Speaking of IRAs... Several years ago at a conference at Arizona State University, a former U.S. Treasury official revealed why the federal government isn't concerned about the national debt and the deficit.
He bluntly said, "The treasury isn't that concerned about the deficit because we have 'off-balance sheet assets' that will eventually pay off the deficit. Americans have $18 trillion in 'qualified' savings accounts that will soon be taxed at an average rate of 30% when taken as income. Required Minimum Distributions (RMDs) that start at the age of 70.5 for owners and immediately for non-spousal beneficiaries.
He then explained that investors assume all of the investment risk and are doing a pretty good job of growing the IRS's future tax revenue by making money in their 'qualified' deferred accounts like the IRA, 401(k), 403(b), SEP and Defined Benefit Pension Plans. He went on to emphasize that the IRS has nothing but time and is just waiting for Boomers to start withdrawing their tax deferred savings, so they can tax their beneficiaries.
The audience was speechless. Almost $20 trillion in "qualified accounts" and trillions more in Tax Deferred Annuities, all are just waiting for the tax hammer to hit. Fortunately, the federal estate tax exclusion is now $5.45 million, so most Americans will not have to pay the additional 45% in federal estate taxes, losing up to 80% of their "qualified" money to taxes when inherited by their family, but most will lose at least 30 to 40% in income taxes.
So what are your options? How can you mitigate the tax bite and not run out of money when you retire?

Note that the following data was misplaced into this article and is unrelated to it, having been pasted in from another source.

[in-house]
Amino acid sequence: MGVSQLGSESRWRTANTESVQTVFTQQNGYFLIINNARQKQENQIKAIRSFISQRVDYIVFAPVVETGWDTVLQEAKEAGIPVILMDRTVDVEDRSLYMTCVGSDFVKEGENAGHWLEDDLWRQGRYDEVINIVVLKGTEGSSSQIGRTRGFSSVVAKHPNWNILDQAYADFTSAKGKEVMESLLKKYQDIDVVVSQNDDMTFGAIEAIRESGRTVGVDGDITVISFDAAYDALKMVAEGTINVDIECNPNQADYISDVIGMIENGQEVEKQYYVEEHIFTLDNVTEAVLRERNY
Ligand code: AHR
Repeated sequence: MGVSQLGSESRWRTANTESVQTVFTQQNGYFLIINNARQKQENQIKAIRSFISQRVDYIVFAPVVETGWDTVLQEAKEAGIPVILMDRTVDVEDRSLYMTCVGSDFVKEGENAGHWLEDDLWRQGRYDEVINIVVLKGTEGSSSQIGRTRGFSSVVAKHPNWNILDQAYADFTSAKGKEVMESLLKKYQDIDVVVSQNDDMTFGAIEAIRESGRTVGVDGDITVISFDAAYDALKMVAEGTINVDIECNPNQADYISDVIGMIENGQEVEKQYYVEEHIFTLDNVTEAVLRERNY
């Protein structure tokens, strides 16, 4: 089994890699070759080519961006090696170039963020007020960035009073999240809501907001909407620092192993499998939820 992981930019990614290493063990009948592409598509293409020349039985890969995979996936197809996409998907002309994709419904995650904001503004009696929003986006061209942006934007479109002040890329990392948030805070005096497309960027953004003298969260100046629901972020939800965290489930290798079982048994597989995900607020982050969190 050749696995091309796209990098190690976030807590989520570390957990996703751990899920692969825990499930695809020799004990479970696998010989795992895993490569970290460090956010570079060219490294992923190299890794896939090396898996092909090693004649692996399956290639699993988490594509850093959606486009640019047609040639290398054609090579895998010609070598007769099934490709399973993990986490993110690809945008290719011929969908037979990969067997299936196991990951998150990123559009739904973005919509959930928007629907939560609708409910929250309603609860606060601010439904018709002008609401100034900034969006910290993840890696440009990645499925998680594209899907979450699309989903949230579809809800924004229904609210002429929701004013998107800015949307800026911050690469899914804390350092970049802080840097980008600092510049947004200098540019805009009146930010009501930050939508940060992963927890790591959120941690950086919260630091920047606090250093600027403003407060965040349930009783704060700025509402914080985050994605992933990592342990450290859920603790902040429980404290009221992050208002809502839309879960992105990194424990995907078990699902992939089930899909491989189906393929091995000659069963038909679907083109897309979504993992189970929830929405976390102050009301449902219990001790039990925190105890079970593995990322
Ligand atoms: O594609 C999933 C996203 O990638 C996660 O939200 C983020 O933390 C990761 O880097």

I suggest three possible strategies:
1. Invest inside your IRA or other retirement plan in my income-producing stocks (recommended in this issue) that will generate more than enough income to match the annual mandatory withdrawals required by the IRS after age 70½ (anywhere from 3% to 8.77% a year, depending on your age). Then you always will have sufficient funds to survive the retirement years.
2. Consider using the annual taxable RMD income you withdraw from your IRA to buy a joint and survivor life insurance (also known as second to die) policy, preferably one with some cash value building up. You can use this insurance policy to provide tax-free wealth to your children and heirs when you pass away for them to use to pay the taxes on your retirement inheritance. David T. Phillips, my estate planning specialist, calls it the Family Bank Strategy.
3. Take advantage of the so-called Stretch IRA, a technique to maintain your IRA for several years after your death and thus minimize estate taxes. President Obama and others have advocated eliminating the Stretch IRA, but so far it hasn’t happened.
You can learn more details about the last two strategies (the insurance and the Stretch IRA) in a great new book by Dave Phillips called The IRA Required Minimum Distribution Leverage Strategy. Call his office, toll-free 888-892-1102, to order your RMD Leverage Strategy Kit which includes the newly updated book and personalized RMD Leverage Strategy analysis. It’s available to my readers at a 50% discount for just $10.